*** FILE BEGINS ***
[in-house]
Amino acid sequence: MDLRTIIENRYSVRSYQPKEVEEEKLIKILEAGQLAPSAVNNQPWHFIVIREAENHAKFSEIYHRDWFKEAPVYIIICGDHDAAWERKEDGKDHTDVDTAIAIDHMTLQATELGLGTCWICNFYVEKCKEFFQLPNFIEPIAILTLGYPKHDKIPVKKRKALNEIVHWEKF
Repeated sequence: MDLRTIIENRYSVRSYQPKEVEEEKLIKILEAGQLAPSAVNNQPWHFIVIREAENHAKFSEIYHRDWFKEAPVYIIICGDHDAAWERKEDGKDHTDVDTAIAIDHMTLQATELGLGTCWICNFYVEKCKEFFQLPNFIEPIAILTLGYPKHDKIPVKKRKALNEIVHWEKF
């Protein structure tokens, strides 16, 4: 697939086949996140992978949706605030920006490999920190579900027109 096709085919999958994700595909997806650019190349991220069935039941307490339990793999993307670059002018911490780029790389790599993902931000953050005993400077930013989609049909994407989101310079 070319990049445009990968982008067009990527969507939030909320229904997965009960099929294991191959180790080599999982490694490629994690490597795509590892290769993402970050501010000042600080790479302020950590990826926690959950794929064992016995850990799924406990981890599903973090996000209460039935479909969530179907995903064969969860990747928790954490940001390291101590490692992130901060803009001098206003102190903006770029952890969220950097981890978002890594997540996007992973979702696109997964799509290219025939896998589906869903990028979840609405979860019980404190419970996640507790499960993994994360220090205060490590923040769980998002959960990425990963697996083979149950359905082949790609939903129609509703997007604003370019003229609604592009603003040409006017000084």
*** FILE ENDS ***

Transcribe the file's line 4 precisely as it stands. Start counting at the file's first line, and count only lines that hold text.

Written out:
């Protein structure tokens, strides 16, 4: 697939086949996140992978949706605030920006490999920190579900027109 096709085919999958994700595909997806650019190349991220069935039941307490339990793999993307670059002018911490780029790389790599993902931000953050005993400077930013989609049909994407989101310079 070319990049445009990968982008067009990527969507939030909320229904997965009960099929294991191959180790080599999982490694490629994690490597795509590892290769993402970050501010000042600080790479302020950590990826926690959950794929064992016995850990799924406990981890599903973090996000209460039935479909969530179907995903064969969860990747928790954490940001390291101590490692992130901060803009001098206003102190903006770029952890969220950097981890978002890594997540996007992973979702696109997964799509290219025939896998589906869903990028979840609405979860019980404190419970996640507790499960993994994360220090205060490590923040769980998002959960990425990963697996083979149950359905082949790609939903129609509703997007604003370019003229609604592009603003040409006017000084």